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Jerusalem police discuss parade safety plans

J'lem Police commander: Pride parade to continue as planned

Following discussions with the police and threats from radical groups, the Jerusalem gay pride parade will continue with no changes to its route. Jerusalem Police Commander Yoram Halevi: 'any and all attempts to disrupt the parade will be met with a firm and resolute response.'

The Jerusalem March for Pride and Tolerance is set to continue on its planned route despite threats by extremist elements to disrupt it, said Jerusalem District Police Commandner Yoram Halevy.

 

 

"Any and all attempts to disrupt the parade will be met with a firm and resolute response, and they will be arrested and prosecuted," Halevy warned. 

 

This statement comes following a controversial decision to change the route of the Be'er Sheva pride parade due to various threats of disruption.

 

The Jerusalem police have carried out a series of actions to prevent and defend against these provocateurs. "As part of the overall Pride Parade preparations, I have instructed the police department to carry out a number of actions, including bans on certain people, issuing warnings to certain people, and preventing people with the intention of attacking the parade (from approaching it)."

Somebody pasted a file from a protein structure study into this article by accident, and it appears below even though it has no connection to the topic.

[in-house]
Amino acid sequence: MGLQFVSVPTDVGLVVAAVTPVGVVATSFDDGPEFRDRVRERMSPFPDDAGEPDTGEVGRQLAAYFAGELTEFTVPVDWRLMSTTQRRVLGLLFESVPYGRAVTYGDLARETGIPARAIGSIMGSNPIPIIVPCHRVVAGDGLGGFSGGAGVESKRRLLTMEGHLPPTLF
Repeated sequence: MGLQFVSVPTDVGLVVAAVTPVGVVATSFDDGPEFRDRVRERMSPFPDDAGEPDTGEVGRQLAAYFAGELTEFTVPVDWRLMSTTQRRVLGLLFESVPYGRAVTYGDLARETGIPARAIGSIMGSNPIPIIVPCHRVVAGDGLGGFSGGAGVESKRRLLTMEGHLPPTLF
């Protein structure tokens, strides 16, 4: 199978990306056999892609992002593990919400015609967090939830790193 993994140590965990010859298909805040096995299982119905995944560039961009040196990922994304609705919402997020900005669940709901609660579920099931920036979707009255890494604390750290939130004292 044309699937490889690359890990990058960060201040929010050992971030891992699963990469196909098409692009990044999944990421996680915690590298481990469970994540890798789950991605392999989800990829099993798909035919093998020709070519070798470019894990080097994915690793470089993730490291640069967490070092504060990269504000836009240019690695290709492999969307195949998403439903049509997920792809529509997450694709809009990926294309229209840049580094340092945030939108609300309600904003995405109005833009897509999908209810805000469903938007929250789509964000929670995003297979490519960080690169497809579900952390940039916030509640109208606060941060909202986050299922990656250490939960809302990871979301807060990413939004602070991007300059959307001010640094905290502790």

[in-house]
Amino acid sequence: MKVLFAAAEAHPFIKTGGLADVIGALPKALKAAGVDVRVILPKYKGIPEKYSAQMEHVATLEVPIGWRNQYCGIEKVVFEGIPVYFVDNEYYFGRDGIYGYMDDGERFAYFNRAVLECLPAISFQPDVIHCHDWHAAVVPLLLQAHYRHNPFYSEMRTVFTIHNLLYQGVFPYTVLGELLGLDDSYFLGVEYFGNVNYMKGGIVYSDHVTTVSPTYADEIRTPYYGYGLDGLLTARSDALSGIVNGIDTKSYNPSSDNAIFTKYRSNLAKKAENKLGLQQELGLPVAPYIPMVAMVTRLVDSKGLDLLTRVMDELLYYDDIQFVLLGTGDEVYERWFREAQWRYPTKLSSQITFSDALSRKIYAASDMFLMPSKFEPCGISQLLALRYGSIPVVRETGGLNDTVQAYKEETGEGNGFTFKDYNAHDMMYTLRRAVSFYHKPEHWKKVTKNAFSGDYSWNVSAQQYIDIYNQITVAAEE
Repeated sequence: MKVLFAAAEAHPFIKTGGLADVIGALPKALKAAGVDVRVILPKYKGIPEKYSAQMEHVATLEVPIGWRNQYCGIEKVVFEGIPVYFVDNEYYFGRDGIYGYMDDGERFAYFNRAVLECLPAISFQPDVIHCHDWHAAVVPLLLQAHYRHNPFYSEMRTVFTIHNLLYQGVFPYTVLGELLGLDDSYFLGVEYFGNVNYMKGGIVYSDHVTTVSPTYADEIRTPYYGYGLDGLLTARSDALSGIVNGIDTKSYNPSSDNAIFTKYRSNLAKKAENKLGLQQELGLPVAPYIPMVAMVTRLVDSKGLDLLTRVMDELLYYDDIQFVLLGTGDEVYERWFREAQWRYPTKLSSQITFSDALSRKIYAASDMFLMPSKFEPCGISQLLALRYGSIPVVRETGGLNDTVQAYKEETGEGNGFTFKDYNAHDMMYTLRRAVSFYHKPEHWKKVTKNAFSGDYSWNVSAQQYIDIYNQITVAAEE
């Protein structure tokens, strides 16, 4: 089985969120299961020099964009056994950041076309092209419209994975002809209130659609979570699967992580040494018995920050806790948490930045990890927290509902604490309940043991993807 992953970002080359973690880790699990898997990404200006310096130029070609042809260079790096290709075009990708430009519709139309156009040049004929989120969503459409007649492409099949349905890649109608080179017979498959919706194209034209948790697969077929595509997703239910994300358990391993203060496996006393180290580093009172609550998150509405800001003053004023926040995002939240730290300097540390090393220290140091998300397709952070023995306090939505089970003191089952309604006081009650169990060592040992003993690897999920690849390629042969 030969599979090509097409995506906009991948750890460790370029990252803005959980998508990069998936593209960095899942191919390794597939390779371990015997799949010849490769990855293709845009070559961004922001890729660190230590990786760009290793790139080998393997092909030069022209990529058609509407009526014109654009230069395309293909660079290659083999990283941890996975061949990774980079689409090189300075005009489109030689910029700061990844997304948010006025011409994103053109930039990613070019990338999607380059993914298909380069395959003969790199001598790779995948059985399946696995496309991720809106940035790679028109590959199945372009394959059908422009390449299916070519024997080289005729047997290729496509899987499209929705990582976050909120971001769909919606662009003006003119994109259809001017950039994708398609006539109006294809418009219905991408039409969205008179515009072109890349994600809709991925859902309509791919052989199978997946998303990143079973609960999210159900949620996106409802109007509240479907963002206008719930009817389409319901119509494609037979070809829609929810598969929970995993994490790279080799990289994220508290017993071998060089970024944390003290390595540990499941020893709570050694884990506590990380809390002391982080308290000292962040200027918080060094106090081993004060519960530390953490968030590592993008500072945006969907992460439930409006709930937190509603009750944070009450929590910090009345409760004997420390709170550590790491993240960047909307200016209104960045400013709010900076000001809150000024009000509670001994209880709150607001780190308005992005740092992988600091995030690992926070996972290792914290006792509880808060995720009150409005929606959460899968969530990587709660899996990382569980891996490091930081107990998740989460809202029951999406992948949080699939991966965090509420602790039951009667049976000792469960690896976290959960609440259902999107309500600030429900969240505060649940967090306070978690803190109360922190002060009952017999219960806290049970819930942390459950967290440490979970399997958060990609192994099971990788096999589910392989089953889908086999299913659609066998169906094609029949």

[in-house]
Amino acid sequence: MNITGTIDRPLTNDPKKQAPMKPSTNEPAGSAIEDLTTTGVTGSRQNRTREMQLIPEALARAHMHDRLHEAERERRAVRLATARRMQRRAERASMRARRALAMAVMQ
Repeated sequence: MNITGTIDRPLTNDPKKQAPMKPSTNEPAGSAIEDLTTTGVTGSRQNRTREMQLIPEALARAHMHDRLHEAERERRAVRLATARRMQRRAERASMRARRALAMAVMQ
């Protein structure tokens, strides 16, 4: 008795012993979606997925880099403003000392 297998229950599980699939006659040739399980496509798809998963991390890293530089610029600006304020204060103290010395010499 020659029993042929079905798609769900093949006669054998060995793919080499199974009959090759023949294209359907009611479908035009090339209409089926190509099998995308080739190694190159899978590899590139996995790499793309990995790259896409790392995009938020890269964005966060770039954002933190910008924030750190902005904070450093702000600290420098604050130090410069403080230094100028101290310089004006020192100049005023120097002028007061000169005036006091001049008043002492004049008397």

Last year's Jerusalem pride march. (Photo: Reuters)
Last year's Jerusalem pride march. (Photo: Reuters)

 

"At the end of the situational assessments which were presented to me, along with determining the risks of operational deployment, I have decided not to move the parade route, and to continue with the plans which were presented to me by the parade organizers. This is being done as a legitimate fulfillment of the freedom of expression," Commander Halevy added.

 

He highlighted throughout the briefing that he is the head of the operations to protect the parade, partly due to the security failures in last year's Jerusalem pride parade which saw pride marcher Shira Banki murdered and six others wounded by ultra-Orthodox extremist Yishai Schlissel.

 

Police arrived at Schlissel's family home on Wednesday to bring in several family members for questioning. Following the questioning, some of them had restraining orders issued against them, barring them from entering Jerusalem until the march's completion on Thursday.

 

Jerusalem Police District Commander Yoram Halevy. (Photo: Barel Ephraim)
Jerusalem Police District Commander Yoram Halevy. (Photo: Barel Ephraim)

 

Schlissel's brother, Michael Schlissel, was arrested on suspicion that he intended to harm the marchers. His detention has been authorized for one day.

 

Itamar Ben Gvir, the lawyer representing the mother and her children who were brought in for questioning, said, "The police admitted to most of those questioned that there was no basis for detaining them; it's abuse of the family members just because they're relatives of Yishai Schlissel."

 

Meanwhile, Jerusalem Mayor Nir Barakat said, "I won't march (in the pride parade. –ed) because I don't want to be part of the harm to the ultra-Orthodox public and the Religious-Zionist public."

 


פרסום ראשון: 07.20.16, 23:19
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